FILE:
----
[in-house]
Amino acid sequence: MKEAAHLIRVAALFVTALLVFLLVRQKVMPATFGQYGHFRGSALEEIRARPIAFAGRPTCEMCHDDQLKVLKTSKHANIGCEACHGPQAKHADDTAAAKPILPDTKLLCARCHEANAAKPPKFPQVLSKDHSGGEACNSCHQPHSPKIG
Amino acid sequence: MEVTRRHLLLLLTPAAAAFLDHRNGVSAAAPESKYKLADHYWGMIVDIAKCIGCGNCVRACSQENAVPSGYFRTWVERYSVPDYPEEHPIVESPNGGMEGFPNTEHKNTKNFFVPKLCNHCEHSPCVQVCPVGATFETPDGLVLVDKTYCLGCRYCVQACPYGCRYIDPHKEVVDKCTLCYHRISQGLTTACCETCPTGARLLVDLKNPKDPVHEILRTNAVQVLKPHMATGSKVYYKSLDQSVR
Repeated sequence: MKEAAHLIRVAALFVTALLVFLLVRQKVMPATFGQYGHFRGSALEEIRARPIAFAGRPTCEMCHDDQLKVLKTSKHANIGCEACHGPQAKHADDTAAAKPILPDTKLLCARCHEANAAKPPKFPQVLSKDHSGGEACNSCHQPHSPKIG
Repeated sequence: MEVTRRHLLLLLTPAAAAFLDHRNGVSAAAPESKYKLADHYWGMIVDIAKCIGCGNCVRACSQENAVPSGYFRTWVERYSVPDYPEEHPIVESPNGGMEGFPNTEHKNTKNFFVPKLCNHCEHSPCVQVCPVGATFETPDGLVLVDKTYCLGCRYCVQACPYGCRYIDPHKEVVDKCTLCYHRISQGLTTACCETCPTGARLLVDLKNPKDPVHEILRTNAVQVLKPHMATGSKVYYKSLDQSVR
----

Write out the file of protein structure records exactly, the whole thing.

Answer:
[in-house]
Amino acid sequence: MKEAAHLIRVAALFVTALLVFLLVRQKVMPATFGQYGHFRGSALEEIRARPIAFAGRPTCEMCHDDQLKVLKTSKHANIGCEACHGPQAKHADDTAAAKPILPDTKLLCARCHEANAAKPPKFPQVLSKDHSGGEACNSCHQPHSPKIG
Amino acid sequence: MEVTRRHLLLLLTPAAAAFLDHRNGVSAAAPESKYKLADHYWGMIVDIAKCIGCGNCVRACSQENAVPSGYFRTWVERYSVPDYPEEHPIVESPNGGMEGFPNTEHKNTKNFFVPKLCNHCEHSPCVQVCPVGATFETPDGLVLVDKTYCLGCRYCVQACPYGCRYIDPHKEVVDKCTLCYHRISQGLTTACCETCPTGARLLVDLKNPKDPVHEILRTNAVQVLKPHMATGSKVYYKSLDQSVR
Repeated sequence: MKEAAHLIRVAALFVTALLVFLLVRQKVMPATFGQYGHFRGSALEEIRARPIAFAGRPTCEMCHDDQLKVLKTSKHANIGCEACHGPQAKHADDTAAAKPILPDTKLLCARCHEANAAKPPKFPQVLSKDHSGGEACNSCHQPHSPKIG
Repeated sequence: MEVTRRHLLLLLTPAAAAFLDHRNGVSAAAPESKYKLADHYWGMIVDIAKCIGCGNCVRACSQENAVPSGYFRTWVERYSVPDYPEEHPIVESPNGGMEGFPNTEHKNTKNFFVPKLCNHCEHSPCVQVCPVGATFETPDGLVLVDKTYCLGCRYCVQACPYGCRYIDPHKEVVDKCTLCYHRISQGLTTACCETCPTGARLLVDLKNPKDPVHEILRTNAVQVLKPHMATGSKVYYKSLDQSVR